After the riot and she and Lena have escaped the prison, she faced that hard truth that Lomeli that it was time for Supergirl to lay low, and that maybe she can do more good as Kara Danvers. She returns to the prison to interview Lomeli as reporter Kara Danvers. He gives her a flash drive from Lex's computer from the secret lab that she and Lena found that was connected to the DEO desert facility. The lab was destroyed in an explosion and at first, finding out more about Lex's plans and his location seemed doomed. Now she has what Supergirl values highly, hope.

Among the others who faced hard truths, were Col. Haley (April Parker Jones) and Alex. She and Alex face off with the power-mad Ben Lockwood (Sam Witwer) who arrives demanding weapons he can use to ambush Supergirl then demands they summon the superhero. Alex smartly uses the book that Haley is so fond of following to temporarily thwart him, but after Haley demands her signal watch and orders the agents to begin collecting the weapons, Alex comes to the realization that it's imperative she get Haley to change her mind about blindly following orders.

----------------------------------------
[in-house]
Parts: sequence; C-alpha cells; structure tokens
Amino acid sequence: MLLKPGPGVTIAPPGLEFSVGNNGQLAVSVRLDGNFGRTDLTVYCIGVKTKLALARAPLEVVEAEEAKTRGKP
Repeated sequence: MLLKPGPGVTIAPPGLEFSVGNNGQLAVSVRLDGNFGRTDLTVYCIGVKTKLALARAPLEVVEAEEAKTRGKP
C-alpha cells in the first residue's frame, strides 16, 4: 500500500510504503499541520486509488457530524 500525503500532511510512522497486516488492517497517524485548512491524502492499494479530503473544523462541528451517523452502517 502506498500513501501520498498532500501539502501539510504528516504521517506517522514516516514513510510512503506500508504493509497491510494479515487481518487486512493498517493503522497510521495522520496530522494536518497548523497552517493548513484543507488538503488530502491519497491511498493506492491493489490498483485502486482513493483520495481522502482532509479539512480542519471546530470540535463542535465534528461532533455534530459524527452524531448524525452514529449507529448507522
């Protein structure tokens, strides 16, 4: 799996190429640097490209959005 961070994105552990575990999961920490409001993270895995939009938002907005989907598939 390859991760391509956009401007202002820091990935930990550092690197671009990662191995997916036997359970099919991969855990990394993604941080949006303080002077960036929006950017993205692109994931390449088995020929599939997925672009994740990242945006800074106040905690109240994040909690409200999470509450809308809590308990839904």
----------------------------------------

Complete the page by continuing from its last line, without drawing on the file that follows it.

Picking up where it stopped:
She tries to delay Haley by misleading her on how the watch works and then seeks counsel on ways to reach her CO from psychologist Kelly Olsen (Azie Tesfai). If, as many suspect, Kelly ends up becoming Alex's new love interest later this season or next, they are wisely allowing them to become good friends first. Leigh and Tesfai are developing a nice, easy chemistry now that is essential to their characters future relationship. Later Alex appeals to Haley that sometimes following orders is wrong by asking her to think how her decisions are going to impact her daughter. At first Haley is angry, but eventually, when Lockwood returns, she chooses a side and comes down on Team Supergirl because she knows what Lockwood and the president are doing is wrong.